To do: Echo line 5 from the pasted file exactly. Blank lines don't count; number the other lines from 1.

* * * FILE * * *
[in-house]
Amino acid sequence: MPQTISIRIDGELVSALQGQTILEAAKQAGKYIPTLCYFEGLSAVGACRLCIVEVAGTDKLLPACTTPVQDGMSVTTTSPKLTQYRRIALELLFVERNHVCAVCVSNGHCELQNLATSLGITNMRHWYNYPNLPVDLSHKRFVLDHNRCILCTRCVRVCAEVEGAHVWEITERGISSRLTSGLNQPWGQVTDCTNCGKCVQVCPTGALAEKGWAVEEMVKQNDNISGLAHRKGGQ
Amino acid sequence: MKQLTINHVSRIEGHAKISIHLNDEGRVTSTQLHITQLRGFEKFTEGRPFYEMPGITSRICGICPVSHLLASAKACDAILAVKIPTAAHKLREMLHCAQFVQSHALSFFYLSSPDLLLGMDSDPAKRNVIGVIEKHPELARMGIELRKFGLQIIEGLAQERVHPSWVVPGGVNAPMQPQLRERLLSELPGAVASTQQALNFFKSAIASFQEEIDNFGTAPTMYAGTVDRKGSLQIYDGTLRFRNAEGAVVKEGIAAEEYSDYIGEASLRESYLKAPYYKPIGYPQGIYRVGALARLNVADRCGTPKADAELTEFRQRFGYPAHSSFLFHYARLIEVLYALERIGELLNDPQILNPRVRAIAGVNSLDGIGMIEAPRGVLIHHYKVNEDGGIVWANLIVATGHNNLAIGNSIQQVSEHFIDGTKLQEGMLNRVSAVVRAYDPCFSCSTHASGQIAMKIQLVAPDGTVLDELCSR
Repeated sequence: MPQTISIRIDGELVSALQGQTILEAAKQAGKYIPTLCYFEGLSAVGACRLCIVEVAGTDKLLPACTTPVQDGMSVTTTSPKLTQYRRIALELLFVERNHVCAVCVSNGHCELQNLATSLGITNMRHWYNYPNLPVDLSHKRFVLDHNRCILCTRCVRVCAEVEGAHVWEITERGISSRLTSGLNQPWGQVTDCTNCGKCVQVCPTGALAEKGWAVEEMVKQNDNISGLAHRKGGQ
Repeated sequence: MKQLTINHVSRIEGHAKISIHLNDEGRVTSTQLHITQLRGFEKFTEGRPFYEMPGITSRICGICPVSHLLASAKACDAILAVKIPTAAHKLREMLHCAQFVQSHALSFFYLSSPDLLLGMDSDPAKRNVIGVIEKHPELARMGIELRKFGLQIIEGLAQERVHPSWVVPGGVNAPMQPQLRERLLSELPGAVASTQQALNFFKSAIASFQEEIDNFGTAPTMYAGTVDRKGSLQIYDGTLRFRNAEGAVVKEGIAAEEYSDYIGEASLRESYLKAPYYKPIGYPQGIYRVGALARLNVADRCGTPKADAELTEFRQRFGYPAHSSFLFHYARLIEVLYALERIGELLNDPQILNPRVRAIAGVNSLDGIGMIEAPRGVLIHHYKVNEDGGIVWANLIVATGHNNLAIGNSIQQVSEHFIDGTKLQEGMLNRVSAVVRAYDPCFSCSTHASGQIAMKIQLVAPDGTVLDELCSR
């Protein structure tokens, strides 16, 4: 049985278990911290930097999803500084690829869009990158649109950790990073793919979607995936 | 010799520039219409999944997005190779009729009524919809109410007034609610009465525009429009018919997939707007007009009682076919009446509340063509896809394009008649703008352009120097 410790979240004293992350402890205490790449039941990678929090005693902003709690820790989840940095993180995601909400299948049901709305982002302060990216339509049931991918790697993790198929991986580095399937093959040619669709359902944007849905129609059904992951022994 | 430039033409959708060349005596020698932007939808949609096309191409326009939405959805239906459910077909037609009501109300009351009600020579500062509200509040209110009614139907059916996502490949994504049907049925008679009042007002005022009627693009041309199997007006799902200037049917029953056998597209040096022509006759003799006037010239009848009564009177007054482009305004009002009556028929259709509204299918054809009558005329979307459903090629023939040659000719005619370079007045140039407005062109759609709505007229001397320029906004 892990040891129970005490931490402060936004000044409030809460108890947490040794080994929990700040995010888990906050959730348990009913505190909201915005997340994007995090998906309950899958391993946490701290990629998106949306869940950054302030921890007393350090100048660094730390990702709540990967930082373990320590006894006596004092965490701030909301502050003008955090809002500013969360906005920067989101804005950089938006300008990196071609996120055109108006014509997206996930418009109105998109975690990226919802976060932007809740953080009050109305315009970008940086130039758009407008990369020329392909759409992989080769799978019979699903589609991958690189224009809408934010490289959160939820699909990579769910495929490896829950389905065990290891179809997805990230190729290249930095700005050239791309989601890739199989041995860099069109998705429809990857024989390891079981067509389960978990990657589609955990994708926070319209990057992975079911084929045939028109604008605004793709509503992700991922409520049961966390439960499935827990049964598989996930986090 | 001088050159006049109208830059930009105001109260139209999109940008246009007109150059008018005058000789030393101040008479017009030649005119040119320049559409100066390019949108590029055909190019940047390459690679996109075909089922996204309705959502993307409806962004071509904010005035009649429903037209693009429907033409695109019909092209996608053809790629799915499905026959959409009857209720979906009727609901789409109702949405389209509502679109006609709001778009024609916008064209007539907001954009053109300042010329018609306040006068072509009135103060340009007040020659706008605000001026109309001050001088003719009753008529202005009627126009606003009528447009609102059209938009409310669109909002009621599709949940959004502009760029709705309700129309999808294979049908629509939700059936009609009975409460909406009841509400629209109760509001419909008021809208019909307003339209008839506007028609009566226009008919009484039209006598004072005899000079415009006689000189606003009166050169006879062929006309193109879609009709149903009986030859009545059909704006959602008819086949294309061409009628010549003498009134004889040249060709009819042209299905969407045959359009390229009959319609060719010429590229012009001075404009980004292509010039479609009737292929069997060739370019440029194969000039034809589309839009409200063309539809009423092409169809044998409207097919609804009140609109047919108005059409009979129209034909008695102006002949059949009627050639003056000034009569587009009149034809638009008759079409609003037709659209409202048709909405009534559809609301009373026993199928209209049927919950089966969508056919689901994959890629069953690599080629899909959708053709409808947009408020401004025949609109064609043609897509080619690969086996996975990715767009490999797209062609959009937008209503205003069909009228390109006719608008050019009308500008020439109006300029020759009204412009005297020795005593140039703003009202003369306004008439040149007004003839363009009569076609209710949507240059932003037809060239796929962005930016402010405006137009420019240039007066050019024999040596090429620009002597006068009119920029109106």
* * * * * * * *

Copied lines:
Repeated sequence: MKQLTINHVSRIEGHAKISIHLNDEGRVTSTQLHITQLRGFEKFTEGRPFYEMPGITSRICGICPVSHLLASAKACDAILAVKIPTAAHKLREMLHCAQFVQSHALSFFYLSSPDLLLGMDSDPAKRNVIGVIEKHPELARMGIELRKFGLQIIEGLAQERVHPSWVVPGGVNAPMQPQLRERLLSELPGAVASTQQALNFFKSAIASFQEEIDNFGTAPTMYAGTVDRKGSLQIYDGTLRFRNAEGAVVKEGIAAEEYSDYIGEASLRESYLKAPYYKPIGYPQGIYRVGALARLNVADRCGTPKADAELTEFRQRFGYPAHSSFLFHYARLIEVLYALERIGELLNDPQILNPRVRAIAGVNSLDGIGMIEAPRGVLIHHYKVNEDGGIVWANLIVATGHNNLAIGNSIQQVSEHFIDGTKLQEGMLNRVSAVVRAYDPCFSCSTHASGQIAMKIQLVAPDGTVLDELCSR